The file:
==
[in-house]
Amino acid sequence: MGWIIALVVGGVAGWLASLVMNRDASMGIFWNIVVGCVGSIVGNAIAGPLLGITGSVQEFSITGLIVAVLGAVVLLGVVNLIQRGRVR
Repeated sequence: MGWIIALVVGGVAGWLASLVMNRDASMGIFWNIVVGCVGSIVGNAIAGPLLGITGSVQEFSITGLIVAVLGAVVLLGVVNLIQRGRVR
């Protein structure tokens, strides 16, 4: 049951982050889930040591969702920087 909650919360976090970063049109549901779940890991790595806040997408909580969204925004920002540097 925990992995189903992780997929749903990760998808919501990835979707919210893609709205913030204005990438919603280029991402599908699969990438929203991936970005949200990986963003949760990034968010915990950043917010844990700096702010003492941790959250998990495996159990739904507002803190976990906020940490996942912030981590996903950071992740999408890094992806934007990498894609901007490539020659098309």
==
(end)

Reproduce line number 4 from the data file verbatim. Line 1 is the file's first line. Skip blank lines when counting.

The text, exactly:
């Protein structure tokens, strides 16, 4: 049951982050889930040591969702920087 909650919360976090970063049109549901779940890991790595806040997408909580969204925004920002540097 925990992995189903992780997929749903990760998808919501990835979707919210893609709205913030204005990438919603280029991402599908699969990438929203991936970005949200990986963003949760990034968010915990950043917010844990700096702010003492941790959250998990495996159990739904507002803190976990906020940490996942912030981590996903950071992740999408890094992806934007990498894609901007490539020659098309």